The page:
13. Seems your right. According to that line long range attacks with a flamethrower was already out of the question. Well good job FFG guys for getting that right but shame on you for not considering the elevation problem. Well nobody is perfect;)
  14. I do see your point regarding the new semi official rule about restricting turretless TD's (TTD's for short) fire and move action and its application under facing rules. I've been on the fence here. While the rule seems like a good one to add flavor and make them feel distinct under the normal rules is it a good rule to continue to apply once facing rules are added in? When I originally posted my "super simple facing rules" I debated whether to this semi official new rule from Bill Jaffe or work it in. I decided on the latter. I will now post what my alternate would have been. Super simple facing rules. (without Bill Jaffe's new take on TD's) A unit is surrounded by 6 hexes. The front 3 hexes are frontal, and the back 3 hexes are flank. At all times a vehicle must face a hex side. No corners. In the arc of the front 3 hexes a vehicle may fire without penalty. To fire outside of this arc a vehicle must either turn or rotate its turret. If the vehicle rotates its turret to fire it suffers a -1 die penalty to its concentrated fire attack roll to simulate lost time in trying to acquire new target. If the vehicle must turn to fire it suffers a -2 die penalty to its concentrated fire attack roll. When performing a fire and move action the vehicle will not suffer any additional penalties because it is assumed the various effects of aiming and reacquiring are already simulated in halving the firepower. When supporting a lead unit in a combined fire attack the above penalties of -1 or -2 are taken into effect if the supporting vehicle has to fire outside of its frontal arc. Subtract the penalties first, then halve to determine attack strength, as per normal rules. Note: a turreted vehicle may choose to turn in all cases, instead of rotating its turret with the intent to change its facing for future attacks. Attacks originating from outside the frontal 3 hex arc are considered hits to the flank of a vehicle. When hit in its flank the vehicle suffers a -2 armor penalty. Your take on fire and move and move and fire can be used as a separate house rule. Also why limit it to TTD's? I can see a tank doing the same thing under your example. Fire first for full firepower, then move half the allowed MP. So apply this alternate take on the fire and move action to both your tanks and TTD's if you like. But overall I dissagree with your idea here, and here is why. A normal concentrated attack in TOI does not represent one carefully aimed shot, nor does the fire and move action represent one not so carefully aimed shot because you moved. Rather a normal tank attack means say 3 or 4 shots in that time period. Hence, full attack dice. A move and fire action does not allow the crew to get off as many shots because some of that time is spent traveling. It does not matter at what point in time that traveling takes place. Hence, half firepower because less shots are being made. Your proposed rule allows a moving tank to be just as effective as one spending it whole turn just focused on shooting. See the problem here? Moving takes time, time away from firing. You can't have your cake and eat it too as the old saying goes. Essentially FFG got the fire and move action right and I see no need to change it. The only question is to allow this action or not for some units. And as Bill Jaffe pointed out fire and move should not be allowed for the TTD's. Regarding your second point. Yes for TTD's the prepared ambush trait would be a smart addition. Yet I do not agree that the M10 should get this. It is more like a tank and was not used like the Stug or Jagdpanzer. Same goes for the M18. As I said, Patton did not see it as a TD and more or less in most cases it was used like a tank, but without Overrun of coarse because of its extra vulnerability to infantry in close combat. The M10 is best treated as it is right now. A tank with weak armor, but good gun. Point 3. More detailed armor characteristics. I would say your going a little overboard on detail here. For one thing the direct rear shot would be extremely rare. And a direct head on shot does not need to be modeled so closely either. The 120 degree arc IMO is well enough to define the front. Reducing that to 40 degrees is once again going way below the resolution of TOI. That is even going below the resolution of Conflict of Heroes, because in that system the 120 degree arc is considered the front too. I think if you played with the 120 degree arc as front and everything else as flank, as one does in Conflict of heroes, you will still find plenty of tactical thought is involved. I haven't played tide in about a month and that last game was via my Zuntzu PC module. If you're willing to playtest to explore these ideas with me I would be very open to playing some games with you using facing rules.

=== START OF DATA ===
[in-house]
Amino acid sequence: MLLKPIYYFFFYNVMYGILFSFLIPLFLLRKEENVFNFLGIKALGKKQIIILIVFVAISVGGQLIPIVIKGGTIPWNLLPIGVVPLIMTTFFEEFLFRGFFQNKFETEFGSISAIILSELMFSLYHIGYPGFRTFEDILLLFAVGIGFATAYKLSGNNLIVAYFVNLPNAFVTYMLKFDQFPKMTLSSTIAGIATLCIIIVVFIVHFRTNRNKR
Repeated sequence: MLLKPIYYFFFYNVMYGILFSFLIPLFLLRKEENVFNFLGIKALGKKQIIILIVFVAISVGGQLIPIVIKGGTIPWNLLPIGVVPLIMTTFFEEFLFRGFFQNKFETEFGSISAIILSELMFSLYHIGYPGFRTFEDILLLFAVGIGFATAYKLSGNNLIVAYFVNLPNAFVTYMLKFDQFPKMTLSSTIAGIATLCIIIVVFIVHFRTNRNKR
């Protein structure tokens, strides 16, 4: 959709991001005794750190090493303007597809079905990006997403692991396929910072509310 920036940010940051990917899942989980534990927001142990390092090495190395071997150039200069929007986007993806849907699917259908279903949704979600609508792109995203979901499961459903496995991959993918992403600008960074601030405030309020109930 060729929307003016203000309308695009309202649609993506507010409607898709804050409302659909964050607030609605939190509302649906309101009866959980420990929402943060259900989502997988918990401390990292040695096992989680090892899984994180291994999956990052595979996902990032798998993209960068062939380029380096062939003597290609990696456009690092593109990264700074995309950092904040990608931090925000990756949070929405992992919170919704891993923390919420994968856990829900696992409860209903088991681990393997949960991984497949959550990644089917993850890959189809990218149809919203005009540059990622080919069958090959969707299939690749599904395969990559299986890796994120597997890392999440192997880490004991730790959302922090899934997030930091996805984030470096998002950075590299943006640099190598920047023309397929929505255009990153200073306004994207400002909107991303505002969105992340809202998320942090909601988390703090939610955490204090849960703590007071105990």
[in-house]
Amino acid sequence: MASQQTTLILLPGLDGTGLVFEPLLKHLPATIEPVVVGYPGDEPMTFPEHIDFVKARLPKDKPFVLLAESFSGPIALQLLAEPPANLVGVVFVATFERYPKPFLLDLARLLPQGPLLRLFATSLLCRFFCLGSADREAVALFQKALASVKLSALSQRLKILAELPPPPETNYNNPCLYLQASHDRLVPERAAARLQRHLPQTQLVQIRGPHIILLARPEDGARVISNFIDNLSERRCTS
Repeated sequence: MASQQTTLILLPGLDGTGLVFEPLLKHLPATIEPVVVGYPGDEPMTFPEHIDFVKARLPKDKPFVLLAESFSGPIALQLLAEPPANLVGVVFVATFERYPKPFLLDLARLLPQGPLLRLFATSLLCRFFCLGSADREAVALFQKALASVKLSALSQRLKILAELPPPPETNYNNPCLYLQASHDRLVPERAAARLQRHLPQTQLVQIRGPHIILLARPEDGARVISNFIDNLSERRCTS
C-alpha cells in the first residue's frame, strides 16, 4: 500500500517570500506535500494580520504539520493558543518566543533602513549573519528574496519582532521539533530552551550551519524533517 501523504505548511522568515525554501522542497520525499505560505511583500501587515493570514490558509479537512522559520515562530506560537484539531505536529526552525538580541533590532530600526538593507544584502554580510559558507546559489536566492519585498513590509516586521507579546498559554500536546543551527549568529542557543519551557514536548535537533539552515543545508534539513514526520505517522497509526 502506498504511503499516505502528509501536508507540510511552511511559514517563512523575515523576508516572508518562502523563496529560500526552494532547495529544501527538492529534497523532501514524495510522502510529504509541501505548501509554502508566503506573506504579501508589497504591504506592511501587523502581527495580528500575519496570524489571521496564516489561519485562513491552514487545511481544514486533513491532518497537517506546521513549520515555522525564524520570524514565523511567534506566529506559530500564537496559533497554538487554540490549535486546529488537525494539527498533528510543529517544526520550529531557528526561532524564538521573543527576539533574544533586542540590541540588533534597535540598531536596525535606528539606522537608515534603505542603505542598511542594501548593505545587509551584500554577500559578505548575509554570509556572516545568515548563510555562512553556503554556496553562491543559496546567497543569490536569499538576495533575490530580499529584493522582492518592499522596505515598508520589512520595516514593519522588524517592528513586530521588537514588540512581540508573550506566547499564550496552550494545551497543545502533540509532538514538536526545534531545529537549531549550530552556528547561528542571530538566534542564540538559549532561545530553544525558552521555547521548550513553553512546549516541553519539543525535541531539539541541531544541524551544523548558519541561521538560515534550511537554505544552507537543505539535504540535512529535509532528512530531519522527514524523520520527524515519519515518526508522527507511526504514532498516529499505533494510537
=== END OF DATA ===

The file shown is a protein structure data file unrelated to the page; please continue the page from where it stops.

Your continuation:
15. Ah so true. There should be no long range shot capability to flamethrowers. Shooting 2 hexes is impossible no matter the combat penalty. Heck even shooting 1 hex is streching it. You would have to assume the flamethrower squad is near the edge of the hex shooting at another squad also located near the edge of the hex. If both squads where standing exactly in the middle of each hex I believe the flame could not reach the other squad. So with this new obsevation you pointed out I will add this to my house rule on Flamethrowers. Which is basically thus: Flamethrowers can not target units 2 elevation levels above them, nor can they fire beyond 1 hex range. ie no long range fire possible.